Smoking cigarettes is one of the hardest habits to quit. “Quitting nicotine is probably even harder than detoxing from heroin or cocaine addiction,” Balderrama said. “It is the most addictive substance. At least, that is what the current research is telling me.”

The Center for Disease Control website states that nicotine addiction is the most common form of chemical dependency in the U.S., and some articles do suggest that the drug may be as addictive as alcohol and cocaine or heroin.

“Part of the workshop entails helping individuals who want to quit smoking find ways in which they can make that happen for themselves,” she continued. “And to provide support in getting there and to provide support for when they relapse.” The relapse rate for those trying to break a smoking or tobacco habit is among the highest.

The social dimension of a smoker cessation class can not be discounted, Balderrama explained. “There is a different level of support when you come together and you are sharing this effort and that’s why group works so well,” she said. “It’s meant to do that. To provide support and a support system.”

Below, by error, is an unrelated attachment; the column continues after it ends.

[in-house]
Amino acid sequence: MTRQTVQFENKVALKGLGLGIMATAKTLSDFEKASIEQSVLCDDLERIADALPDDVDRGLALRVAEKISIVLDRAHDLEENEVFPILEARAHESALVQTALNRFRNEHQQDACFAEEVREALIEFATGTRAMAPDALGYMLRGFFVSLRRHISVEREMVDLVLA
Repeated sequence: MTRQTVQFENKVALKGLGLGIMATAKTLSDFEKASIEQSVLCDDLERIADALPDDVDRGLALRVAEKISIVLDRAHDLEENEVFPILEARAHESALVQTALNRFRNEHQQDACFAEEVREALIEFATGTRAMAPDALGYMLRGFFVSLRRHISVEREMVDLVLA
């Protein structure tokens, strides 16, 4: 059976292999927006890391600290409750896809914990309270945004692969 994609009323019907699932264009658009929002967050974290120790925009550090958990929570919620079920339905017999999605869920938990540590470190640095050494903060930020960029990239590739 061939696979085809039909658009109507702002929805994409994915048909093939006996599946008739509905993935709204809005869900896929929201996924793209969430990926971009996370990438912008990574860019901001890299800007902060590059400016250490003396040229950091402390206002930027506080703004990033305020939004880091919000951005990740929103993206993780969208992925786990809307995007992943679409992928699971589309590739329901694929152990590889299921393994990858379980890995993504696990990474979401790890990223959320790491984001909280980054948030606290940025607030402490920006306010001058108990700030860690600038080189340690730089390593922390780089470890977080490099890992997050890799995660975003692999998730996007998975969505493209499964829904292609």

Sharing stories and listening to the experiences of others can diminish the sense of isolation those struggling with dependency can typically feel.

“Oftentimes we think we are dealing with a problem in a particular way or we are the only ones with a problem,” related Balderrama. “And it’s kind of reassuring to hear somebody else say ‘Yeah, it’s that first thirty-minutes in the morning that is the hardest for me.’”

Pabst meanwhile said the cessation classes are not the sole way the school is preparing for the ban.

“Workshops are only part of a larger education and support process in having the campus go smoke/tobacco free,” she said. Individuals interested in quitting smoking would be free to choose from several different options that they believe has the greatest chance of success.

“For some students (and staff) they may need nicotine replacement, one-on-one support, and/or other forums for support,” said Pabst. “These will be offered at the college, via web support (that may work well for some), or off-campus resources for support.”

Apart from cessation workshops, students looking for help quitting or even nicotine replacement can turn to either Health Services or to Pabst at the Office of Health Education.

“[W]e are working on the support for staff–and we can also help staff with nicotine replacement through a community agency that offers this free of charge and has agreed to work with Vassar,” said Pabst.

Hancock said he feels that student efforts in cutting back smoking may change in the next year and a half.

“I haven’t talked to anyone who was planning to quit too long before the ban,” he said, “However, I’m guessing that as the deadline looms and the implementation committee boosts their educational efforts and increases cessation resources next year, you will see more people in those workshops.”